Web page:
Susan M. Shell

Chapter 8. Natural Right and Historical Consciousness in Strauss and Krüger’s Exchange

Leo Strauss’s correspondence with German philosopher Gerhard Krüger is an invaluable source for those who seek to understand Strauss’s complex and debated thought. Dating mostly from the early 1930s—a period in which Strauss went through a decisive “reorientation”—the exchange deals with several important themes and overall has a lively and straightforward style that proves to be extremely useful for the interpreter who wishes to grasp the guiding ideas of each of them.
Alberto Ghibellini

Chapter 9. History and Modernity in the Strauss-Krüger Correspondence

In an appreciation written for the 60th birthday of his friend and colleague, Gerhard Krüger, Hans-Georg Gadamer briefly nods toward the importance of another long-lasting philosophic friendship. “That in the famous quarrel of the ancients and the moderns one can be a child of modernity while also taking a reasoned position on the side of the ancients, was an insight that closely tied Krüger to Leo Strauss, whose early Spinoza book strongly influenced him.” (H.-G. Gadamer, Gesammelte Werke, vol. 10 (Tübingen: J.C.B. Mohr, 1995; henceforth GW), 412–17, reprinting of “Geleitwort,” in Einsichten: Gerhard Krüger zum 60. Geburtstag (Frankfurt am Main: V. Klostermann, 1962), 7–10. An English translation is found at H.-G. Gadamer, Philosophical Apprenticeships, trans. R. Sullivan (Cambridge: MIT Press, 1985), 61–67) Gadamer recounts the principal factors these young philosophers in 1920s’ Marburg experienced in “coming of age in an atmosphere filled with tension and stamped by strong intellectual models.” (GW, 413) Orthodox theology was being renewed with the criticisms of liberal theology by Karl Barth, Friedrich Gogarten and Rudolf Bultmann; the Marburg Neo-Kantian school, in its final stage after the departure of Hermann Cohen, was turning from traditional idealist readings of Kant toward more “metaphysical” approaches through such scholars as Nicolai Hartmann and Heinz Heimsoeth; and of central importance were the lectures of Martin Heidegger, the former assistant of Edmund Husserl, offering a novel version of phenomenology, which “went back to primordial experiences of existence in such a way as to replace experience as worked upon by science with radical philosophical reflection.” (GW, 413–14) As Strauss commented in his later years, he (together with Jacob Klein, who was also at Marburg) saw that Heidegger “by uprooting and not simply rejecting the tradition of philosophy…made possible for the first time after many centuries – one hesitates to say how many – to see the roots of the tradition as they really are” and thus opened up “the possibility of a genuine return to classical philosophy.” (“An Unspoken Prologue to a Public Lecture at St. John’s College in Honor of Jacob Klein” (1959), in L. Strauss, Jewish Philosophy and the Crisis of Modernity: Essays and Lectures in Modern Jewish Thought, ed. K. H. Green (Albany, NY: State University of New York Press, 1997, henceforth JPCM), 450. Strauss also writes that “nothing affected us as profoundly in the years in which our minds took their lasting directions as the thought of Heidegger.” In the same piece Strauss calls Heidegger, a great philosopher: “Heidegger was the first great German philosopher who was a Catholic by origin and training” (ibid., 450). Also of first importance to this generation was Edmund Husserl’s teaching, which Strauss experienced first-hand, but in a later, retrospective statement, Strauss explains, “in the most simple terms why in my opinion Heidegger won out over Husserl; he radicalized Husserl’s critique of the school of Marburg and turned it against Husserl.” JPCM, 461. The 1956 lecture “Existentialism” asserts that “the only great thinker in our time is Heidegger” and discusses Heidegger’s philosophical advance over Husserl: “It was Heidegger’s critique of Husserl’s phenomenology which became decisive: precisely because that criticism consisted in a radicalization of Husserl’s own question and questioning.” Interpretation: A Journal of Political Philosophy, vol. 22/3, spring 1995, 304–5. For more discussion on Strauss’s complex critical indebtedness to Heidegger, see the author’s Heidegger, Strauss, and the Premises of Philosophy (Chicago: University of Chicago Press, 2011). Careful study precludes any simple view of Strauss as either derivative from Heidegger or as relating only polemically negatively to the older philosopher.)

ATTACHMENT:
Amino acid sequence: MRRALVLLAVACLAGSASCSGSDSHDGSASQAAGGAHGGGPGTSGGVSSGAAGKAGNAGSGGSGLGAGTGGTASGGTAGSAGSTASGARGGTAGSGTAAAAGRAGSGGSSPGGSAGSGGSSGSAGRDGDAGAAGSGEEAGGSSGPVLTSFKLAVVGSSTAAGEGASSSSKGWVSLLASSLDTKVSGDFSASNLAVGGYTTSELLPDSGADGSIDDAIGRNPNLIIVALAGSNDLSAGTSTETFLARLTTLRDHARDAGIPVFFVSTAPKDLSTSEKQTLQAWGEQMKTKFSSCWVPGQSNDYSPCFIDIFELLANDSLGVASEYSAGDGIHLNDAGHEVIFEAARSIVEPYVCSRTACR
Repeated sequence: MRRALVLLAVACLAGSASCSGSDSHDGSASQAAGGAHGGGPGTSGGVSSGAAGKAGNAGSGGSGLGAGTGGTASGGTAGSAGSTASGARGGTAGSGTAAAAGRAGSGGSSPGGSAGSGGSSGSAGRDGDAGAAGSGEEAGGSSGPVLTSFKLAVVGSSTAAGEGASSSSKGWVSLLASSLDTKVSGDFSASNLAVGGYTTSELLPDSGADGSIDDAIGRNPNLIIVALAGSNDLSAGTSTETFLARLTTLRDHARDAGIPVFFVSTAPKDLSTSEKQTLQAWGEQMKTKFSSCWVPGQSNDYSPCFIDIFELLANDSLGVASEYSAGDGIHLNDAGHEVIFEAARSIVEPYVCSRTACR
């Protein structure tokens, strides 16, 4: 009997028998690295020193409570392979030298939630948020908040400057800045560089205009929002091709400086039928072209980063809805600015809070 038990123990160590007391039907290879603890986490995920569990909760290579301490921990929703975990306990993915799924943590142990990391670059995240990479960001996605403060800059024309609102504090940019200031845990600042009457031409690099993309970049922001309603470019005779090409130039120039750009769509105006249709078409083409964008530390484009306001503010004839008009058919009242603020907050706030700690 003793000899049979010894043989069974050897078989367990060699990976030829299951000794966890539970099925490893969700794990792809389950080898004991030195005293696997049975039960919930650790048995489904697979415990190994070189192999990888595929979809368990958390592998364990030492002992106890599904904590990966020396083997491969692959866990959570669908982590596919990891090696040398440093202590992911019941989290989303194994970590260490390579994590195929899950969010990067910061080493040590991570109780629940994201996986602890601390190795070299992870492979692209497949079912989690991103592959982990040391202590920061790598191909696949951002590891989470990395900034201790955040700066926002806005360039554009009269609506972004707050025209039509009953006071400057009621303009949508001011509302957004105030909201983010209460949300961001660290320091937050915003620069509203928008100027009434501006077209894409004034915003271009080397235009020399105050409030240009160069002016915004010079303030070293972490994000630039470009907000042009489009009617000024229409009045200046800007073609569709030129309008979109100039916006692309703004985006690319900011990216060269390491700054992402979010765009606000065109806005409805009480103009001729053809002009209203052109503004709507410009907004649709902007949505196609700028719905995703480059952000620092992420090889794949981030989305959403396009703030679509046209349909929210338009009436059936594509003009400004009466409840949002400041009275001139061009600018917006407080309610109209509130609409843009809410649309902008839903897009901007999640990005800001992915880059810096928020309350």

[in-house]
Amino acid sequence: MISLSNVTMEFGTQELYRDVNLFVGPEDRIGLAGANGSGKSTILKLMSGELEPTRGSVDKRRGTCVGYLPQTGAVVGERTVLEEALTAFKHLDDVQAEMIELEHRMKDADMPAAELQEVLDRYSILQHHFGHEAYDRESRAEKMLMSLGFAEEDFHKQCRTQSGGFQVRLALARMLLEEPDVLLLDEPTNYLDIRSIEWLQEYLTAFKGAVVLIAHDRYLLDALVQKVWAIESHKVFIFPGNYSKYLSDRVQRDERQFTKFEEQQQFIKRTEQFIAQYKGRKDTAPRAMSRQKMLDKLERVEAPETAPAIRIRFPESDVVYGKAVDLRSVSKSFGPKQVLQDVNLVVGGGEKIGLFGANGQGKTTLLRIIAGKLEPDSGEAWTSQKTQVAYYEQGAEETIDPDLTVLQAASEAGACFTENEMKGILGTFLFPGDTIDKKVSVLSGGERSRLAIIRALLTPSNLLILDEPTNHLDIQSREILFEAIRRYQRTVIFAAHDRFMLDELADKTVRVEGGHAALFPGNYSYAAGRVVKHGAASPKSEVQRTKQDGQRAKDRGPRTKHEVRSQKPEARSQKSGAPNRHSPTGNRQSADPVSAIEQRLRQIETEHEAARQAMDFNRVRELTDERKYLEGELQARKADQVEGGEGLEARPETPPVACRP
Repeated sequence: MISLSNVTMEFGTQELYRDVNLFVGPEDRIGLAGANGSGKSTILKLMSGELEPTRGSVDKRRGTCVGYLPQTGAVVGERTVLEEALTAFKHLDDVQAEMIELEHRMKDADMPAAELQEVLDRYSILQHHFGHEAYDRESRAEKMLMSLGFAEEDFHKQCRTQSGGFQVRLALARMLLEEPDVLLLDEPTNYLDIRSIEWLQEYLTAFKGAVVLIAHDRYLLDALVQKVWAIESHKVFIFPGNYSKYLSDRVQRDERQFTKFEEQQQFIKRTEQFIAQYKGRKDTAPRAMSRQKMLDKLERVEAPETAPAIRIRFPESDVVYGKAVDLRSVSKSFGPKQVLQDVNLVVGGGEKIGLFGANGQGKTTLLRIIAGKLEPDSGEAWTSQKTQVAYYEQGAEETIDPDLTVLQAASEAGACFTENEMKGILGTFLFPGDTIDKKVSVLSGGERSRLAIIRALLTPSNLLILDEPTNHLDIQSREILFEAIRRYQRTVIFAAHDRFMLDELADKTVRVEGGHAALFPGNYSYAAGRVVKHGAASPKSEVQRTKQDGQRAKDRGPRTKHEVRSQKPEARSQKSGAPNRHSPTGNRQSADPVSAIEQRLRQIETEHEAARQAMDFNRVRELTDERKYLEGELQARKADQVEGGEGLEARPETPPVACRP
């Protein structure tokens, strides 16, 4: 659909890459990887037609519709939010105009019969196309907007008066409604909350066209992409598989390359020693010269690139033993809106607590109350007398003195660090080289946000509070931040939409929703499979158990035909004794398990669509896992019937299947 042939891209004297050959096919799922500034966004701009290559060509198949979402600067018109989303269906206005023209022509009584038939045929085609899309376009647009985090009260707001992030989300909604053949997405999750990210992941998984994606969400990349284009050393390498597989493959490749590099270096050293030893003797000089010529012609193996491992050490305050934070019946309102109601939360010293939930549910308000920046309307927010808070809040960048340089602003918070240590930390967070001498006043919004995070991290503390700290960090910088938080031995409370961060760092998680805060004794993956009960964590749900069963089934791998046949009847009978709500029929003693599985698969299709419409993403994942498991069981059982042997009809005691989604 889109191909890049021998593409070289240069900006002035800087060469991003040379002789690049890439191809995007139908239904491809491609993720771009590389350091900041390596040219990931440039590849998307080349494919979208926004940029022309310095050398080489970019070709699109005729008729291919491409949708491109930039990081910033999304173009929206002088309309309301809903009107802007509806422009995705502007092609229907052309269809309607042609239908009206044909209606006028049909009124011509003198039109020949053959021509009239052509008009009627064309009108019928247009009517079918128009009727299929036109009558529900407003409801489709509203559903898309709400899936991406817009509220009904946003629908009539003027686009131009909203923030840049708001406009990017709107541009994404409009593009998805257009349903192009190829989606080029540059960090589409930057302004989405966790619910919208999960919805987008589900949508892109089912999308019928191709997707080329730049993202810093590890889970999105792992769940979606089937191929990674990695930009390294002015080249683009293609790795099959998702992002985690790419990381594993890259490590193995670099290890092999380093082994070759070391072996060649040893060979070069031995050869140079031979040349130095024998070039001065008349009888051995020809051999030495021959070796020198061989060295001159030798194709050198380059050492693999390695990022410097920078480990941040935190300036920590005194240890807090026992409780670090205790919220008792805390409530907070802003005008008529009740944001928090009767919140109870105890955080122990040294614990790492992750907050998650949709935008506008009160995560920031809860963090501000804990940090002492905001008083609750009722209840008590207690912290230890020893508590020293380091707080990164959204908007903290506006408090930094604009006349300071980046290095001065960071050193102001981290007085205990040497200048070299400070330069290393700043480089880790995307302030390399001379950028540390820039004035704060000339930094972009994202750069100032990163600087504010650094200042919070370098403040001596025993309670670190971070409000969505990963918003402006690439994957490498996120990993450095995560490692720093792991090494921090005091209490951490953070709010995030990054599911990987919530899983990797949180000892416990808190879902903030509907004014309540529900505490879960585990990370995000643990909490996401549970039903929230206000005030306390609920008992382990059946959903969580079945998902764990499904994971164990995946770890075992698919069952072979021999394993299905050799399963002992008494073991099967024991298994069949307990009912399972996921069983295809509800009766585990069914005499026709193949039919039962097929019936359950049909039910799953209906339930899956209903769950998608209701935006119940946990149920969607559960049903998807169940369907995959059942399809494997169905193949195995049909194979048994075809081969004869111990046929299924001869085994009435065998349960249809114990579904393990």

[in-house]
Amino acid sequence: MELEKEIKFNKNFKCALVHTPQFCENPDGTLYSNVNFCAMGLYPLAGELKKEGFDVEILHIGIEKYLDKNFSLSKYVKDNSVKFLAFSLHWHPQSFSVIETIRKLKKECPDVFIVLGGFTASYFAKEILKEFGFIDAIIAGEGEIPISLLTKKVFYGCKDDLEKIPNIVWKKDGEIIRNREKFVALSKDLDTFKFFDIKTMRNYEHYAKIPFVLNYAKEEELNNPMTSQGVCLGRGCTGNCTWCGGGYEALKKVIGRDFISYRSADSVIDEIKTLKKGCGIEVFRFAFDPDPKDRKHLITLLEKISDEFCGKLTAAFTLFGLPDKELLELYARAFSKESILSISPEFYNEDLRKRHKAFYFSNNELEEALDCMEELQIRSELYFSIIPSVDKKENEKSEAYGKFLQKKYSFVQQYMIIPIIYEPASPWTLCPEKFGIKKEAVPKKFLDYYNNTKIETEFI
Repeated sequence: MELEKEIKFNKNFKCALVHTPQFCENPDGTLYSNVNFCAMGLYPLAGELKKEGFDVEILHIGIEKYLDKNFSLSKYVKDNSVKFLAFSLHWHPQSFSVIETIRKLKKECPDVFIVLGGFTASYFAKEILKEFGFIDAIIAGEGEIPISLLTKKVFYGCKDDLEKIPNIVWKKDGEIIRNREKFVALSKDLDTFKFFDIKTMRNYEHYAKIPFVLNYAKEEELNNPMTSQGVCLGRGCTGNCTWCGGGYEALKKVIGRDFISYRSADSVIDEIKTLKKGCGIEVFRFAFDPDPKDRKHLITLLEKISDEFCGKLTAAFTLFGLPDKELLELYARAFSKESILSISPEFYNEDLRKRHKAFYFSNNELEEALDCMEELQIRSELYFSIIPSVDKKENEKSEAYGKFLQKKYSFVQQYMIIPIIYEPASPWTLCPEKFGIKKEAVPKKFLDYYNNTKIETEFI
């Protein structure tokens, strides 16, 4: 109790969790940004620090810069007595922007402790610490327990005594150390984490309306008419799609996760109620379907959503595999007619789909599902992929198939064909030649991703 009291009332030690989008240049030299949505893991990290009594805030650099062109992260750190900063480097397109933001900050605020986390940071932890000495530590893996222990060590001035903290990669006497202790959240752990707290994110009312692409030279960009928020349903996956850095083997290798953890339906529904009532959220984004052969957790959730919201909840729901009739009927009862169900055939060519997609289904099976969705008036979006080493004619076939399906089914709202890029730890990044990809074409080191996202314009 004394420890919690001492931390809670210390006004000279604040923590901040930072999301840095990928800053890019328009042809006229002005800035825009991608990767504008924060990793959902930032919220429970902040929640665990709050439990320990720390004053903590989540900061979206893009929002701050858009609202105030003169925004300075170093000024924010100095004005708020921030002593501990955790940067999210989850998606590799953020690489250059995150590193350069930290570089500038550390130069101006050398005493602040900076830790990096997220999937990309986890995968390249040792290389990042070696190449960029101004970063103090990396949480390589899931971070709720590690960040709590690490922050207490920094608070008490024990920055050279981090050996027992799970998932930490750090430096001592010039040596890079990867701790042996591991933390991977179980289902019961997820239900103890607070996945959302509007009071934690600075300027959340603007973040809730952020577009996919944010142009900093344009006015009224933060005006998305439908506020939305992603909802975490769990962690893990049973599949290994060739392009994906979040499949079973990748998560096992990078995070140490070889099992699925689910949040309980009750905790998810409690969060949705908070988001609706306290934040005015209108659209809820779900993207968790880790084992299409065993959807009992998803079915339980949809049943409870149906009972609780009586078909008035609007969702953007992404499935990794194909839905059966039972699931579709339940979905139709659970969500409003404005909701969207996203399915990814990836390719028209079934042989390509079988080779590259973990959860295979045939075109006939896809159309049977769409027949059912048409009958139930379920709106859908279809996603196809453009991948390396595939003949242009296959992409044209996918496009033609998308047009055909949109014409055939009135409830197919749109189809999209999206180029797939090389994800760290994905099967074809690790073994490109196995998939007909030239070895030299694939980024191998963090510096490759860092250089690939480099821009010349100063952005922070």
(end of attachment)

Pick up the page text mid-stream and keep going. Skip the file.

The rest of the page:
Richard Velkley